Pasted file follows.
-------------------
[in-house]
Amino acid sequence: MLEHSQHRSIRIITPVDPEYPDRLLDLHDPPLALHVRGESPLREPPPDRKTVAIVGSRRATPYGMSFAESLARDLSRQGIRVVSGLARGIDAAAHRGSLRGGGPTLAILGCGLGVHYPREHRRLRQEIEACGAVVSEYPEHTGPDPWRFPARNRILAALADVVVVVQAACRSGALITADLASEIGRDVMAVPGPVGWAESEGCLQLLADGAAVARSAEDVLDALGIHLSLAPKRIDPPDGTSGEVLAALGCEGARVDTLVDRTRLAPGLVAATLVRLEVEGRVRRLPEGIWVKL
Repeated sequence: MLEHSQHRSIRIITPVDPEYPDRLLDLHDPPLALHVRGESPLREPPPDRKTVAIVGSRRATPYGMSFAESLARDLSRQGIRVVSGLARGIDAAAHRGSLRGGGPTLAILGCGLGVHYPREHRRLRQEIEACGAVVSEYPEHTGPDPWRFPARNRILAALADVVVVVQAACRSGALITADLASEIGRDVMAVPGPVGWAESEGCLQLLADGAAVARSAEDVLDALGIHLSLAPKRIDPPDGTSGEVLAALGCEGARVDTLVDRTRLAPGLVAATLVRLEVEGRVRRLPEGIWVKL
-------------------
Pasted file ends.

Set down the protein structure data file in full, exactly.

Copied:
[in-house]
Amino acid sequence: MLEHSQHRSIRIITPVDPEYPDRLLDLHDPPLALHVRGESPLREPPPDRKTVAIVGSRRATPYGMSFAESLARDLSRQGIRVVSGLARGIDAAAHRGSLRGGGPTLAILGCGLGVHYPREHRRLRQEIEACGAVVSEYPEHTGPDPWRFPARNRILAALADVVVVVQAACRSGALITADLASEIGRDVMAVPGPVGWAESEGCLQLLADGAAVARSAEDVLDALGIHLSLAPKRIDPPDGTSGEVLAALGCEGARVDTLVDRTRLAPGLVAATLVRLEVEGRVRRLPEGIWVKL
Repeated sequence: MLEHSQHRSIRIITPVDPEYPDRLLDLHDPPLALHVRGESPLREPPPDRKTVAIVGSRRATPYGMSFAESLARDLSRQGIRVVSGLARGIDAAAHRGSLRGGGPTLAILGCGLGVHYPREHRRLRQEIEACGAVVSEYPEHTGPDPWRFPARNRILAALADVVVVVQAACRSGALITADLASEIGRDVMAVPGPVGWAESEGCLQLLADGAAVARSAEDVLDALGIHLSLAPKRIDPPDGTSGEVLAALGCEGARVDTLVDRTRLAPGLVAATLVRLEVEGRVRRLPEGIWVKL